From Bull Terrier Quarterly, Fall 1986, pp 9-11, Copyright Jo Turley 1986-2004.
This is the short, sad story of Bulwark’s Melodrama – our rising star who went nova. This is what it was like, living with him; what it was like, watching him die. Those of you who think that “spinners” are NOT born can tell me where things went wrong, and how we could have saved him – because he was bright and incredibly beautiful, and if it could have been done before he lost the essence of Bull Terrier character, I wish I knew how.
A baby spinner starts out chasing his tail – it’s fun and exciting – but not as fun as group play, and not in the class of a goose chase at all. He does it when he’s learning how to crate; or when he’s left in the run on a rainy day. He sometimes does it in the exhilaration of a windy day, or when it’s time for supper and he’s impatient. He doesn’t do it in the car, or in the bathtub, or at the expense of sleep – at first…
Mello was one of nine puppies from a tightly linebred litter with no inbreeding up front (to the third generation). The litter was planned to increase the gene strength from a couple of particular English greats – all leading to Badlesmere Bonaparte. It looked good on paper and by 12 weeks, the puppy results were rewarding. At the time of sale, only one puppy showed signs of tail-chasing; and he was always funny from the start, having been the only one to be born naturally of the nine, and the runt to boot.
We don’t sell early here; at ten weeks we let go the pets, and some of the more promising pups to homes who hope for a potential show dog. Mello left at eleven weeks – an exceedingly placid dog who was to fit in with a Bully bitch and a working couple on different shifts. I would hear from his owners regularly and he would often visit. He got better and better and retained the sweet, calm disposition everybody loved him for.
By the time the litter was four months old we knew we had two spinners and possibly a third. Mello’s people hadn’t thought his occasional tail-chasing was worth mentioning; he was to be the fourth. This is Mello’s story, because, as I said earlier, he was the bright, rising star – and he was the one who died.
When Mello was five months old I went to see him preparatory to entering him in his first dog show. Everyone familiar with the front-on shot of Jacobinia in the front of Tom Horner’s book ALL ABOUT THE BULL TERRIER; Mello was a baby Jacobinia. He was short and deep and wide throughout. He had a profile that made ME, used to great profiles, do a double take. He had massive bone, shapeliness, perfect bite, tiny dark eye and correct ears. He had funny feet. “Oh,” his people said, “it’s from the tail-chasing; he does it all the time.”
I took Mello home for a month to roadwork him on gravel and take him to handling class. His people were in the process of moving, it was going to be awhile before they got their fence up. Mello became one of our family again. He spent most of his day in a paddock with his littersister – both would go for free runs in the horse pasture with me, playing with the goats and being frightened by the gander. In the afternoon my dog-walker would take him for a controlled mile-long leashed walk. At night he was kenneled in an 8 x 4 run in the house, beside his sister. He had long, full days. Once a week he went to handling class where his gentle ways made him a hit with the other Terrier breeds and their owners.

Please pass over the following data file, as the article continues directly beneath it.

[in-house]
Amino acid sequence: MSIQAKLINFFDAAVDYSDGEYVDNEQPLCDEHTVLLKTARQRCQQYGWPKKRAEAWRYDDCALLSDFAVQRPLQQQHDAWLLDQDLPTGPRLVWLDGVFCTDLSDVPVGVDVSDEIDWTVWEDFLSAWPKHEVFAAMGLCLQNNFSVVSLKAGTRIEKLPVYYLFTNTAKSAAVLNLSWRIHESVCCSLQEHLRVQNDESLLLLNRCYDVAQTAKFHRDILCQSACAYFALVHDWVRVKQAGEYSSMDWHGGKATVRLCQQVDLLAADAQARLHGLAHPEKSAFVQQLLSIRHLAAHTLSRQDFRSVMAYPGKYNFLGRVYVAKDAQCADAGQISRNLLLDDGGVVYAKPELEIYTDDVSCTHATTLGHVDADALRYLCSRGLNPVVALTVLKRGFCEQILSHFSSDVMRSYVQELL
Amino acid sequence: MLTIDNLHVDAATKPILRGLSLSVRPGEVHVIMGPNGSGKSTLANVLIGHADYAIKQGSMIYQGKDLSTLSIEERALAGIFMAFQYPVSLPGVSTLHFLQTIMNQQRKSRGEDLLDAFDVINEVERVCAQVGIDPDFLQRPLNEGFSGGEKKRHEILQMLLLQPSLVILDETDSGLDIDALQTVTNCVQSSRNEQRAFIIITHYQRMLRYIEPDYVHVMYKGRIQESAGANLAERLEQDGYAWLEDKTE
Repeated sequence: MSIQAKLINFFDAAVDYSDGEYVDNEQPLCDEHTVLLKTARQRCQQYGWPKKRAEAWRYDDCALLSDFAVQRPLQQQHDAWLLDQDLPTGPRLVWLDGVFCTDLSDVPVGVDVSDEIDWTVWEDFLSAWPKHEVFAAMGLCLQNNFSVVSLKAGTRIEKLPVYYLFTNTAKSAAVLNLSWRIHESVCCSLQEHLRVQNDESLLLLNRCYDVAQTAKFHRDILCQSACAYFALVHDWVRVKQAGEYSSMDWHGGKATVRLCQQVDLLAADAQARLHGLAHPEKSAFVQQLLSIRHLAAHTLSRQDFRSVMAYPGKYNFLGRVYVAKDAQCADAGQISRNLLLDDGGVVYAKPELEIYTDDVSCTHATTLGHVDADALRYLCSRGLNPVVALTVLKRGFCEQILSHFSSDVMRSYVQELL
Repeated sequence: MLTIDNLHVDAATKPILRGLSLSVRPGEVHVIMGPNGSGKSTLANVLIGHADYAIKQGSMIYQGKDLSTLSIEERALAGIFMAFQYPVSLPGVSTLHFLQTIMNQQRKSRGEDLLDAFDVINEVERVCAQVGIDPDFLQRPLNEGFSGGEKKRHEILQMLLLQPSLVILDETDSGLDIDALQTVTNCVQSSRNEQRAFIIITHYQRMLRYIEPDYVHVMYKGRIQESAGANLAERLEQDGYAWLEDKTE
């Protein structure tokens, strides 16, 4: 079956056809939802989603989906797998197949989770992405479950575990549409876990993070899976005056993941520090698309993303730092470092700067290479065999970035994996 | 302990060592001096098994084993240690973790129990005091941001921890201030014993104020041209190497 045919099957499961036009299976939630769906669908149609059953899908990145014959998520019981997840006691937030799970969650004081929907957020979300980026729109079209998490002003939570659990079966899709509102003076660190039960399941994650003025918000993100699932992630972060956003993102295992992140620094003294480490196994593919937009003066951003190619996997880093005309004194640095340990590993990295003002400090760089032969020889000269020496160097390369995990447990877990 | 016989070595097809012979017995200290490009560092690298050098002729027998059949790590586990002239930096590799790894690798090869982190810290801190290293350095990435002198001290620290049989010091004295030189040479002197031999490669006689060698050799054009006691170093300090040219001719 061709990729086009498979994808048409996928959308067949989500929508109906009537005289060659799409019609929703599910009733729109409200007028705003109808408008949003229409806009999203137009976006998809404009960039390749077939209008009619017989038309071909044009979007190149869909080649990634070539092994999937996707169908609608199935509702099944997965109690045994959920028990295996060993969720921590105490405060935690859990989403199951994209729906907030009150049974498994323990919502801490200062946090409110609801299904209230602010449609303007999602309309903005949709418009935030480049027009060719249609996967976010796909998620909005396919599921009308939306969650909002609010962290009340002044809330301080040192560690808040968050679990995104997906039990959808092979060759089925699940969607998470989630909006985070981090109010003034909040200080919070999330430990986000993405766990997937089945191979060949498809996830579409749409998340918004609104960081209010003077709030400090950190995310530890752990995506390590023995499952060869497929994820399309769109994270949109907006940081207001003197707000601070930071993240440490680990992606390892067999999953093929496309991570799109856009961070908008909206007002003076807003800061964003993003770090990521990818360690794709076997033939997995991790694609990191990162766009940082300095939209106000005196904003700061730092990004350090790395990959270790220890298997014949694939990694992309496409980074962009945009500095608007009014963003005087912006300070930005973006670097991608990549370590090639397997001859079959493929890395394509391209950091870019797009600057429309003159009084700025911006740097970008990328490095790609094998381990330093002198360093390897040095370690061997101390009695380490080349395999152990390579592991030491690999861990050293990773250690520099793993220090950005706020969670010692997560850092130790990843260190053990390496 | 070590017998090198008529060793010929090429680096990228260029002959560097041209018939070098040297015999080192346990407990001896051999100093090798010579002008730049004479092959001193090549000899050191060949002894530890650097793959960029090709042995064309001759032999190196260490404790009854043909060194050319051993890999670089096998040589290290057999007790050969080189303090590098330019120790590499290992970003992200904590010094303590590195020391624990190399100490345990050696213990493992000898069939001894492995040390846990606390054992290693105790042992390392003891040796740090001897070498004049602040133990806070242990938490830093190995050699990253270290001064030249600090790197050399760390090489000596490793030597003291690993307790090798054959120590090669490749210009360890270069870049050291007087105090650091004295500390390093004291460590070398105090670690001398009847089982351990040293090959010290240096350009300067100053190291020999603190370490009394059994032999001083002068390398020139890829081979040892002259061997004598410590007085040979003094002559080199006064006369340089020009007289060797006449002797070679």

At his first show he went Reserve to our older dog pup out of a big entry. He lacked OOMPH by comparison, but I could tell it was just a matter of time before our older dog was eclipsed by this young star. After the show we worked harder on his conditioning; he was still puppy soft and foolish.
Bulwark’s Melodrama at 6 months.
Meanwhile, I noticed his tail-chasing was getting to be a habit. In the morning his kennel paper was all screwed up and he wasn’t very alert. In the night he must have been spinning for hours. I decided to crate him, and knew that if I put a collar with tags on him, the noise when he spun would bother the other dogs; they would bark, and I could come down and scold him. I had many sleepless nights. I increased his outdoor activities with his sister, and lengthened his walks. As he was never an overly active dog, he was visibly tired in the evenings, yet continued to tail-chase a lot. Except for once again having funny-looking feet, I couldn’t see that too much damage was being done, and hoped he would outgrow it. He was now seven months old. Some stud inquiries were coming in.
It was early spring – the pups could spend more time outside – I often stood out of their sight to watch them play. That was when I noticed that Mello no longer played. When I would put Mello’s sister out the door into the yard, Mello would whine until he, too, was sent out. He would be spinning before his hind feet cleared the doorsill. Once in awhile he would stop and play with his sister; a grand chase with one or the other in possession of an empty plastic jug. Then at some point he would drop out, start chasing his tail, and remain spinning for several hours unless physically interrupted. All of us would drop everything and hurry out to interfere. Once stopped, Mello would be very apologetic. As soon as our backs were turned, he’d start up again. He didn’t spin in a frenzy, and he spun both ways. He pulled some hairs out of his tail tip. If I hadn’t stopped him for awhile, his spinning slowed down to dreamy, spiral drifting until he ended up in a corner of the yard/field/paddock/run -wherever he was.
I stopped letting him out with his sister. I didn’t let him out at all except on leash. I emptied his anal glands, dewormed him, cleaned his ears, salved the bald spot on his tail. The vet did everything over again, plus checked his hearing. No problems, health wise. The vet likened his habit to the “fly snapping” syndrome in Papillons. He thought it was caused by a brain lesion. Lesions are not always static; they sometimes grow. He suggested a course of anticonvulsant drugs, and the plastic restrictive collar. We tried both, with no permanent results. The collar frightened Mello; the drugs subdued him and when he spun he’d sometimes fall down. His front legs were building muscles in strange places, his toes were twisted, and his rear was hocky and tucked under.